In the Name of the God, the Compassionate and Infinitely Merciful
In the May 22/29 issue of JAMA, the Journal of the American Medical Association, there was a quite significant article published that piqued my interest as a critical care specialist. It was a randomized trial which compared early vs. late placement of a tracheostomy tube.
Many times, patients are admitted to the ICU with severe illnesses that require long stints on the ventilator, or breathing machine. Quite commonly, critical care physicians make a clinical judgment as to who will likely need long-term ventilator support. In these patients, a surgical procedure called a “tracheostomy” is performed.
This is a procedure where a small incision is made in the neck and a plastic tube is then inserted into the trachea, or windpipe. The ventilator can then be connected to that plastic tube. It is much more comfortable, and it allows for easy disconnection from the ventilator without worrying about respiratory compromise.
It has long been debated among us critical care physicians whether placing such a tube early on in the course of a prolonged critical illness is beneficial. Studies have been done trying to answer this question, and it still has remained unclear. This most recent article seemed to give an answer…and it was one that surprised me.
The study authors, based in the UK, concluded thus:
For patients breathing with the aid of mechanical ventilation treated in adult critical care units in the United Kingdom, tracheostomy within 4 days of critical care admission was not associated with an improvement in 30-day mortality or other important secondary outcomes. The ability of clinicians to predict which patients required extended ventilatory support was limited.
This means that they found very little benefit to placing a trachesotomy tube early on in a patient’s critical illness. Yet, the key phrase – from a spiritual perspective – was the last sentence: “The ability of clinicians to predict which patients required extended ventilatory support was limited.”
That’s doctorspeak for: “We doctors are not God.”
For many reading this, this clearly goes without saying. Yet, there are some in my field that think otherwise. We must always remind ourselves – and science has proven this – that we are not omniscient or omnipotent. That’s why I am reticent to answer questions such as, “How long do I have to live, doctor?” or “How long do you think it will take for me to get better?”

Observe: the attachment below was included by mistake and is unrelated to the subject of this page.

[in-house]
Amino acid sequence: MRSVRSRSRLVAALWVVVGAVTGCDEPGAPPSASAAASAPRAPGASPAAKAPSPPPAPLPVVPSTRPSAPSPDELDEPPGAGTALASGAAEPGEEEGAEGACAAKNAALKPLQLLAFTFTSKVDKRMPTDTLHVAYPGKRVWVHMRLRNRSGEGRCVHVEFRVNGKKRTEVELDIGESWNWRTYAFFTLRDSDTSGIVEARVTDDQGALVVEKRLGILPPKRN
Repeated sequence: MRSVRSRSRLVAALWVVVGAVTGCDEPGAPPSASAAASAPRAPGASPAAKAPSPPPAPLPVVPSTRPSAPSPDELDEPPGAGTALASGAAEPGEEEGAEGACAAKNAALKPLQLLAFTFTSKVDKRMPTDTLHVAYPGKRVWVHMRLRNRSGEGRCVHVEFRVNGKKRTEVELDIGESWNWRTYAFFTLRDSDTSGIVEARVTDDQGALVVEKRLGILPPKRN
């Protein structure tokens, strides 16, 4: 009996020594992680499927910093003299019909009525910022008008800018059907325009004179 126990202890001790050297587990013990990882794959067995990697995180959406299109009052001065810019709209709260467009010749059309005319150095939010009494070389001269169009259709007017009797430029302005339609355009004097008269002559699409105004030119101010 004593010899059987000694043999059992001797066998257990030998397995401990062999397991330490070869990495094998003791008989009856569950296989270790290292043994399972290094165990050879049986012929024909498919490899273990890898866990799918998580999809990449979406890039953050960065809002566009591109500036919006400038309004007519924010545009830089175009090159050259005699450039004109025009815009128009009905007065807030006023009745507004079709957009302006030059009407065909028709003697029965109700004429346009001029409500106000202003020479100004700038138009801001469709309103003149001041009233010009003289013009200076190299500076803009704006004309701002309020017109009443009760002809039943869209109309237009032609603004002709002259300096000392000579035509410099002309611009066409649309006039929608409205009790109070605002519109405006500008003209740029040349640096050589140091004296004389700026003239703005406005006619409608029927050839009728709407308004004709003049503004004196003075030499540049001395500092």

I have no idea.
Now, my experience and scientific research can allow me to make an educated guess. But, it is just that: a guess. The medical field, especially critical care medicine, has kept me honest. There have been many a patient who, when I first examined them, I was certain were going to die and subsequently lived and walked out of the ICU.
And, unfortunately, there have been patients who I thought would do well and did not. So, when I’m asked a question that causes me to speculate about the future, I give a cautious, measured answer because – and I have to be honest with myself and the patient – I simply do not know for certain.
I tell the questioner: “You know, that’s a difficult question to answer,” but I try to give my best guess. And in my experience, I have found that patients and their families appreciate the honesty. I remember once when, before even a diagnosis was made, an ER physician told a patient who had a spot in his lung: “You have six months to live.”
As a result, he was clearly dejected by the time I saw him. I said, “Hold on…we haven’t even made a diagnosis.” And he went on to live many months after that initial meeting. I will never do something like that because there is no way I could know something like that for certain.
Bottom line, just as the study says, “The ability of clinicians to predict which patients required extended ventilatory support was limited.” In fact, you can insert any outcome into that statement and be telling the truth. We can try to guess, but we can never know anything for certain because…we are not God.